It’s ten-to-six in the morning and the sun hasn’t even bothered to get up yet.
Warbling magpies and purple swamp hens greet Peter Hancock as he wades into Dumaresq Dam for his morning ritual.
He’s been going there for more than 20 years and though he also swims in pools and oceans, the dam offers something special.
“A lot of the larger dams don’t have the developed ecology of Dumaresq Dam,” the freshwater ecologist said.
“It’s a nice spot and there is always interesting wildlife.
“Sometimes it feels like your own private lake.”
Peter hasn’t missed his morning swim for more than two years.
After his 600th consecutive day, he learned of a man in New York who had achieved 1000 days in a row.
Today is day 940.
Each swim, Peter sets a buoy to measure the dam’s temperature and he wears a GPS to track his swim.
At its coldest, in mid-winter, the dam reached a little over 4 degrees, though each year since he began recording the temperature has increased.
In 2016 he recorded 7.4 degrees. You might think this means wearing a heavy wetsuit but Peter says it's more practical to just wear Speedos.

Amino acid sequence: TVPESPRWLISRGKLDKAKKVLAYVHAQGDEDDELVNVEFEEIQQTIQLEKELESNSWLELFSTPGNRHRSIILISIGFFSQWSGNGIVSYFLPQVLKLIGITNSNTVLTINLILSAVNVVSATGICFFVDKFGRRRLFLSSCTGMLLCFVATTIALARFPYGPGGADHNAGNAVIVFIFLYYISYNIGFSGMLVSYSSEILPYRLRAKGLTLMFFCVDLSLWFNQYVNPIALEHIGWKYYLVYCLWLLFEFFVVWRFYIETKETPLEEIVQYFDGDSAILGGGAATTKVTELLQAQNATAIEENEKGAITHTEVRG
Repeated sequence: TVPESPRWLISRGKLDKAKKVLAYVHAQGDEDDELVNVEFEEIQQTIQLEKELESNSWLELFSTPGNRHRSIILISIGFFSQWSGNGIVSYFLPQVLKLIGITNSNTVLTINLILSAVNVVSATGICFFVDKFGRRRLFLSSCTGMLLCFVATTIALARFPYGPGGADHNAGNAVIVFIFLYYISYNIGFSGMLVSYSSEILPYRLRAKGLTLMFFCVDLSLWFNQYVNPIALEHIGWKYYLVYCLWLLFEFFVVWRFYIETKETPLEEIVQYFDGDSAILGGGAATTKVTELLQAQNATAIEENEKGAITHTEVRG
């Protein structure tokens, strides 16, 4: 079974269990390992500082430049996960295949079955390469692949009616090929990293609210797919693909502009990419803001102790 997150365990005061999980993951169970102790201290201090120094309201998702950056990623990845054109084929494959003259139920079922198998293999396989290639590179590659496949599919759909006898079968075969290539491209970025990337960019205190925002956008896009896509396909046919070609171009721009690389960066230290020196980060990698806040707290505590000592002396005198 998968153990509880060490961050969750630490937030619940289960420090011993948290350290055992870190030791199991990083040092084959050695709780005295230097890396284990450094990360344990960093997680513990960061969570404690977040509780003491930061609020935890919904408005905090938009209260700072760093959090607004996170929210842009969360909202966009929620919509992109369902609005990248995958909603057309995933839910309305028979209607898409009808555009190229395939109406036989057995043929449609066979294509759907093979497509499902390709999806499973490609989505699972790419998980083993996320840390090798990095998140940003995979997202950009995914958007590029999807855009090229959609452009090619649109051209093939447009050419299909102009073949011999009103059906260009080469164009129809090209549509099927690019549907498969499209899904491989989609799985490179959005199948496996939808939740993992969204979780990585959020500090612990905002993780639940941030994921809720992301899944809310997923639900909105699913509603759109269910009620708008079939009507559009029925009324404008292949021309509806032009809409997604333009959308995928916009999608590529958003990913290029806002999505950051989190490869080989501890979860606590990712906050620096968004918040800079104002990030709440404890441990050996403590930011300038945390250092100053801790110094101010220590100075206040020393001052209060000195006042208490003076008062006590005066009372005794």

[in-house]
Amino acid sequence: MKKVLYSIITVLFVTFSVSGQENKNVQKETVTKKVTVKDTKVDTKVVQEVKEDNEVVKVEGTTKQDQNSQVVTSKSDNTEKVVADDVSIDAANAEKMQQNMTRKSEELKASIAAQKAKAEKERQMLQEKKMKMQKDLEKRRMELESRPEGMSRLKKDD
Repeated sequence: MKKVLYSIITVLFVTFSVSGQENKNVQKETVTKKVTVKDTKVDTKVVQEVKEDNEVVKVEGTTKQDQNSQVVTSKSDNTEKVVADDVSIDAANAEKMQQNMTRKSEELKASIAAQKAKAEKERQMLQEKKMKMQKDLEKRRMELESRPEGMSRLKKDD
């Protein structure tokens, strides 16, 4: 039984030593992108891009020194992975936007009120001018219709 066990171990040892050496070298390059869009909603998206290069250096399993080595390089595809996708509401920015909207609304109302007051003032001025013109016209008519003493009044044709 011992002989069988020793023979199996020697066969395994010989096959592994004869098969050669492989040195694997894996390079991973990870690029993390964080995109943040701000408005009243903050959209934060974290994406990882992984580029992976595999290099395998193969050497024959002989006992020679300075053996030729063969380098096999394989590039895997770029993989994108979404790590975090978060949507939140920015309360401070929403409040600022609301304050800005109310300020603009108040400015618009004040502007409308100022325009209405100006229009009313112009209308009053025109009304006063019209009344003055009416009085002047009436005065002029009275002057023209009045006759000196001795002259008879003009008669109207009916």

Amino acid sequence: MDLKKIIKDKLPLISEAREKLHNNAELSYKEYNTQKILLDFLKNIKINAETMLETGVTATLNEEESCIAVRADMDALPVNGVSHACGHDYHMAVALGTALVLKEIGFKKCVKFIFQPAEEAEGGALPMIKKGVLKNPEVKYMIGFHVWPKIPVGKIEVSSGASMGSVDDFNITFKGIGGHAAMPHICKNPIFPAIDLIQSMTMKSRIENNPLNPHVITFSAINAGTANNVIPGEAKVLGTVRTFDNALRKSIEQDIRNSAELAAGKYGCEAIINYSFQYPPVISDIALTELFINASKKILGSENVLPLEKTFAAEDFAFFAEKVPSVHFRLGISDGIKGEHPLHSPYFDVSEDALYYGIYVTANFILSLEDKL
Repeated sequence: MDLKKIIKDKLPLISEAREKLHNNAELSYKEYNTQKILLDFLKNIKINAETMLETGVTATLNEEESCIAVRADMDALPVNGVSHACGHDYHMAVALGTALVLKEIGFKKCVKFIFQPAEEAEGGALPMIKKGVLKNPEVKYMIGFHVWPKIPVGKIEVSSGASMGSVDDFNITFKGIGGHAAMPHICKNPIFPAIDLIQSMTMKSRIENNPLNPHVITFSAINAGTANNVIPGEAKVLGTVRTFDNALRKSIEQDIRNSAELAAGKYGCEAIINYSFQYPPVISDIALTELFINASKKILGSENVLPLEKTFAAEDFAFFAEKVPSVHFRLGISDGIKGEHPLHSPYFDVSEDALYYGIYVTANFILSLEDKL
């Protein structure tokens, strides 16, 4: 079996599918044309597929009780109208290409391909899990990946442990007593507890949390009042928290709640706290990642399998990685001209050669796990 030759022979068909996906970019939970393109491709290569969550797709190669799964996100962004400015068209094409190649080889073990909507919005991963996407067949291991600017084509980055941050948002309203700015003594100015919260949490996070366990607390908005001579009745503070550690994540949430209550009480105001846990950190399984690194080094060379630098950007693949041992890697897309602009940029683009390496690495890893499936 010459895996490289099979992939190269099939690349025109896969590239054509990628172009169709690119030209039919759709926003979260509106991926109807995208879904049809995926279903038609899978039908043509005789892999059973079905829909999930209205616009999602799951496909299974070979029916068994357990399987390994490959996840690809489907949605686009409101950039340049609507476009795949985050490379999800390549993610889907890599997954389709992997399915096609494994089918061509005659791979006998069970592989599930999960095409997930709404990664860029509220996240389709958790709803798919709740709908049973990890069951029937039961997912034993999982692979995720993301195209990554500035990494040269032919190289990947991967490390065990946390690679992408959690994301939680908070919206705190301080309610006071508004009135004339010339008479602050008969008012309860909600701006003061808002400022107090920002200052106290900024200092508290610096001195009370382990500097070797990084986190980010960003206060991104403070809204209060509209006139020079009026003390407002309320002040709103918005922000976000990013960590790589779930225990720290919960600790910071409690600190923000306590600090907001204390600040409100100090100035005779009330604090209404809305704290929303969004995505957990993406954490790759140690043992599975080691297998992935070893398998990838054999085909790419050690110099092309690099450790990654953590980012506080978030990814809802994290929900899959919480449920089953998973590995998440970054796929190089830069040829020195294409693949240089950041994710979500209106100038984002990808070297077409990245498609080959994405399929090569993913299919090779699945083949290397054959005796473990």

“You lose your fine motor skills when it’s that cold and it’s just too hard to get a wetsuit on and off,” he said.
This is not the first challenge Peter has set himself either.
In 2014 he swam in 333 different locations in the one year, including in the 1.6 degree Fox Glacier River in New Zealand.
In all, Peter has clocked thousands of kilometers in lakes and rivers throughout the region and when you ask him why he does it, he’ll tell you it’s just a great way to clear your head.
November 26 is Peter’s thousandth day and to celebrate, family and friends will hold a barbeque at the dam.
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